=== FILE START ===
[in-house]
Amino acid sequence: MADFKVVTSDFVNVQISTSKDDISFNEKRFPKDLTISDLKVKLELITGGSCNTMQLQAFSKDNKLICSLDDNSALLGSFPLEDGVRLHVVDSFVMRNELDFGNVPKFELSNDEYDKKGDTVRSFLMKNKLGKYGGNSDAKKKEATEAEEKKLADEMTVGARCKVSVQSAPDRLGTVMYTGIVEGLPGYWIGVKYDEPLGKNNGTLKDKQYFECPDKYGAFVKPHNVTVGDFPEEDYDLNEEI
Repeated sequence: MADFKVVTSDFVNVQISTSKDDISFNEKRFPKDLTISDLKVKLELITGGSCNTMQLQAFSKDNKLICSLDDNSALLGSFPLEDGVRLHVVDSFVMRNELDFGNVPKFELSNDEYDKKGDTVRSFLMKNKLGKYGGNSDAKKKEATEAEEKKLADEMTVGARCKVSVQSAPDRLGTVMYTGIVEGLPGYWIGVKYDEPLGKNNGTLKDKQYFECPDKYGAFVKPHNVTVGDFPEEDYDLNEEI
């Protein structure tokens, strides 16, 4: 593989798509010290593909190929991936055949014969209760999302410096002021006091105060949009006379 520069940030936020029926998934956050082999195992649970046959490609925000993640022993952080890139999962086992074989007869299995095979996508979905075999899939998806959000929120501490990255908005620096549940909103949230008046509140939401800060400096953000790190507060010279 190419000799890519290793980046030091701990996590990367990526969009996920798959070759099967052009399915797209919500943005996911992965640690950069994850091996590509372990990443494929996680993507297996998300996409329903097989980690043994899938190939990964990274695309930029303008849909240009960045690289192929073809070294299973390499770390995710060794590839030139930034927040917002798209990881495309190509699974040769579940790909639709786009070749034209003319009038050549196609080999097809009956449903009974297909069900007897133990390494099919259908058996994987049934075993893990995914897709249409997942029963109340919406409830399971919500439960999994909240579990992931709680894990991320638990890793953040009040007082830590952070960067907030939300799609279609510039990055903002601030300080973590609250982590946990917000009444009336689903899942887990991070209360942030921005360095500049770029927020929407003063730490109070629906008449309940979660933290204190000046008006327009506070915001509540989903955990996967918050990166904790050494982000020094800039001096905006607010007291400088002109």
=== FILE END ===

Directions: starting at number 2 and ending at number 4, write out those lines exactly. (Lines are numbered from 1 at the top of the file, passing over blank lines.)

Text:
Amino acid sequence: MADFKVVTSDFVNVQISTSKDDISFNEKRFPKDLTISDLKVKLELITGGSCNTMQLQAFSKDNKLICSLDDNSALLGSFPLEDGVRLHVVDSFVMRNELDFGNVPKFELSNDEYDKKGDTVRSFLMKNKLGKYGGNSDAKKKEATEAEEKKLADEMTVGARCKVSVQSAPDRLGTVMYTGIVEGLPGYWIGVKYDEPLGKNNGTLKDKQYFECPDKYGAFVKPHNVTVGDFPEEDYDLNEEI
Repeated sequence: MADFKVVTSDFVNVQISTSKDDISFNEKRFPKDLTISDLKVKLELITGGSCNTMQLQAFSKDNKLICSLDDNSALLGSFPLEDGVRLHVVDSFVMRNELDFGNVPKFELSNDEYDKKGDTVRSFLMKNKLGKYGGNSDAKKKEATEAEEKKLADEMTVGARCKVSVQSAPDRLGTVMYTGIVEGLPGYWIGVKYDEPLGKNNGTLKDKQYFECPDKYGAFVKPHNVTVGDFPEEDYDLNEEI
């Protein structure tokens, strides 16, 4: 593989798509010290593909190929991936055949014969209760999302410096002021006091105060949009006379 520069940030936020029926998934956050082999195992649970046959490609925000993640022993952080890139999962086992074989007869299995095979996508979905075999899939998806959000929120501490990255908005620096549940909103949230008046509140939401800060400096953000790190507060010279 190419000799890519290793980046030091701990996590990367990526969009996920798959070759099967052009399915797209919500943005996911992965640690950069994850091996590509372990990443494929996680993507297996998300996409329903097989980690043994899938190939990964990274695309930029303008849909240009960045690289192929073809070294299973390499770390995710060794590839030139930034927040917002798209990881495309190509699974040769579940790909639709786009070749034209003319009038050549196609080999097809009956449903009974297909069900007897133990390494099919259908058996994987049934075993893990995914897709249409997942029963109340919406409830399971919500439960999994909240579990992931709680894990991320638990890793953040009040007082830590952070960067907030939300799609279609510039990055903002601030300080973590609250982590946990917000009444009336689903899942887990991070209360942030921005360095500049770029927020929407003063730490109070629906008449309940979660933290204190000046008006327009506070915001509540989903955990996967918050990166904790050494982000020094800039001096905006607010007291400088002109």